• McRobbie

    Ofsteds overpaid boss does come over a bit petulant…”oh my dear how dare anyone disagree with me”. The facts are plain, the standard of our education is falling and failing and Ofsted are there to maintain standards. They, and therefore their boss, are doing something wrong and to stand there and pontificate about how they have raised standards over the years suggests to me they / he is living in some parallel universe…as many teachers do.

  • telemachus

    In no place in this diatribe do we hear that the attempted assassination of Ofstead is not at the behest of Gove whose agenda in educational social Darwinism it so clearly supports

  • James Wilding

    What an extraordinarily ignorant article this is. Managing school-based gtp and gtp training through a variety of providers for 25 years I have never read or heard a 90/10 split advocated. But there is so much more in here that’s ghastly, not least the upper school bias and commentary. Teachers talking at children in three different ways to explain things – imagine that with year 4. Ofsted crushing independent schools means what when the largest % by far of independent schools aren’t even inspected by Ofsted. The last 25 years of education has seen our state education run ragged by ill-informed political intervention without associated research backing up the choices made. I accept there are some poor schools not getting better, but don’t confuse those with the substantial majority who have got their act together.

    • telemachus

      The more I read it the more extraordinary it seems
      Point 3 is quite plainly ridiculous
      In a world where all institutions were led by able Heads like Pat Davies it might be possible to take the logical extent of this
      However in an imperfect world of well led and indifferently led schools and well motivated job satisfied teachers and the reverse you need a robust universal system of quality control distant from political interference and party political dogma
      When Gove is thrown out of office we will look back and see failures in this area one of his greatest crimes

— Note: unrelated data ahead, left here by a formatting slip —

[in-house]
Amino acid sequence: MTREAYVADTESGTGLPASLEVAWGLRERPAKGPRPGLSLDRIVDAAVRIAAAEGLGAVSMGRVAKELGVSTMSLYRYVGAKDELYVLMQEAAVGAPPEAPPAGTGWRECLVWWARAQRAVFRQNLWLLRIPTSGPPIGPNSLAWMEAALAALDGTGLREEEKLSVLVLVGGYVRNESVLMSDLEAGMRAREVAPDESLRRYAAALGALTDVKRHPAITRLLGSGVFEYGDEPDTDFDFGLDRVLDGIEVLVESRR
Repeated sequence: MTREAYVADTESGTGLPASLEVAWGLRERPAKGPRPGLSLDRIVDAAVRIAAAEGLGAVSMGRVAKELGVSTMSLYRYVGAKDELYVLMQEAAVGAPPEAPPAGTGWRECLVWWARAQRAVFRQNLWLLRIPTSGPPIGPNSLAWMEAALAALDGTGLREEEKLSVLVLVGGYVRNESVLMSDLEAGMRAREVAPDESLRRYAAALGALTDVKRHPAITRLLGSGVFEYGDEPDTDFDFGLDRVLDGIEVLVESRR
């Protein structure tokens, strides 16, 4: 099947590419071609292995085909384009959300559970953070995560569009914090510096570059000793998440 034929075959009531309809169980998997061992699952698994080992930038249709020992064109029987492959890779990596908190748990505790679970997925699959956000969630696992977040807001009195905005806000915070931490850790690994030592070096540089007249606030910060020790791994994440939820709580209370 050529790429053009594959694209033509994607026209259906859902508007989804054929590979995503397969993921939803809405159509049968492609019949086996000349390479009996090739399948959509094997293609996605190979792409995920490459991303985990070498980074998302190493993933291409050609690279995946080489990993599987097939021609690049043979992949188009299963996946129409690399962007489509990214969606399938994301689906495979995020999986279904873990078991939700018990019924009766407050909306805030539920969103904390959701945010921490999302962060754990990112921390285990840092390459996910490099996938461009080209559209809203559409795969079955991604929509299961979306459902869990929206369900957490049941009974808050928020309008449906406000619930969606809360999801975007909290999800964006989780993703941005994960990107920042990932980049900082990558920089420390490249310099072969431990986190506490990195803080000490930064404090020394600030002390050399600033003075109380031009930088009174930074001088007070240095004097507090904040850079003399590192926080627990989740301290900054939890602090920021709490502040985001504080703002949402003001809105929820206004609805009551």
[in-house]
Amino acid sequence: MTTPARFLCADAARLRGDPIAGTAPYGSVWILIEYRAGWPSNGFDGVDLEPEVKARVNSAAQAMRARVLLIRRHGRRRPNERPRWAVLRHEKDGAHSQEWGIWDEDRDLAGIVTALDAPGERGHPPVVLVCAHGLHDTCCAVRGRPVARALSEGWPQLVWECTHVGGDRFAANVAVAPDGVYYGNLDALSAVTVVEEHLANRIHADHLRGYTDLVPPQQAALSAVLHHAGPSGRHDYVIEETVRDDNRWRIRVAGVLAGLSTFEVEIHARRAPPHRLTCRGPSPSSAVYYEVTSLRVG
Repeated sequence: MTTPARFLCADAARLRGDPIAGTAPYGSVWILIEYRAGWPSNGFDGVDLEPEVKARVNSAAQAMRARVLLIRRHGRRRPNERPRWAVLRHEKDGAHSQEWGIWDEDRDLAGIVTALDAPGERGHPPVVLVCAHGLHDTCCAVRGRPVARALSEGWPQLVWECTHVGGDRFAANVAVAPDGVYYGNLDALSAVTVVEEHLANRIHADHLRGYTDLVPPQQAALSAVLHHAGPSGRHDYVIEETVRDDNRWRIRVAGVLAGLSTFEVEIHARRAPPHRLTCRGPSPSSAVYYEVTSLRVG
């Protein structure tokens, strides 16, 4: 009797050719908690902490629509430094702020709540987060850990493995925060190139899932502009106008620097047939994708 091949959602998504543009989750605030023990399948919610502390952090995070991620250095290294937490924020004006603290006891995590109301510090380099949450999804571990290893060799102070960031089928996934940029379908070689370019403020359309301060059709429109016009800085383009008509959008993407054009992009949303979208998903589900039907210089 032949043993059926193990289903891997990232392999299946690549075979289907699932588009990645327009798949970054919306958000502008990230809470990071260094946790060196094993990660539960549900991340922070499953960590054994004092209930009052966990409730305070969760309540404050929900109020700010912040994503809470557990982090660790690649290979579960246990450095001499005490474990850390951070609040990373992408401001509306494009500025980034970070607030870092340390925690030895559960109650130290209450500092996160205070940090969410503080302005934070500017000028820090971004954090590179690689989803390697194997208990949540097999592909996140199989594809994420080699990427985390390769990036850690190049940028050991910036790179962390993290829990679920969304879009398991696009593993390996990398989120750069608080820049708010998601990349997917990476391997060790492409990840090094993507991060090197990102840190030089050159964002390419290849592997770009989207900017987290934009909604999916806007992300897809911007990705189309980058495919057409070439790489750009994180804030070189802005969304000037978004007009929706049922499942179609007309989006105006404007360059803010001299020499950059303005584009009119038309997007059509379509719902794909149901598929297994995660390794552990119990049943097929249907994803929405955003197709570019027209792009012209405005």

• Fergus Pickering

        Will no-one support Dr Green? I will. I would have thought most of his points were obvious and incontrovertible. We can ignore telemachus’s three posts whoever is actually reading his script today. I think we can take it that the director of Civitas is not trying to assassinate Ofsted at the behest of Michael Gove. Simply asserting that Civitas is biased and its Director dishonest is not enough. Dr Green gets my vote. Sir Michael comes over as a cross apparatchik. .

    • FF42

      It’s the old maxim. If you can, teach. If you can’t, inspect. If you haven’t a clue, concoct policy.

  • James Williams

    “During teacher training, this doctrine is often encapsulated by the rule of thumb that lessons should be 10% the teacher and 90% the pupils.”

    I have worked in teacher training for nearly 20 years and I have never advocated such a silly notion, neither have I observed such nonsense in the various other ITE providers I have examined or worked with. I am assuming that this statement is backed with some empirical evidence or is it just hearsay and anecdote?

    • monty61

      Yes but never let the facts get in the way of an ideologically consistent opinion.

    • telemachus

      This is a politically inspired post
      The hand of Gove is imprinted all over it

      • Colonel Mustard

        All your posts are politically inspired with the hand of Stalin all over them.

    • Colonel Mustard
      • AHE

        Not a teacher’s blog – a Civitas researcher’s blog – strange it agrees with the Civitas director’s article above ! :)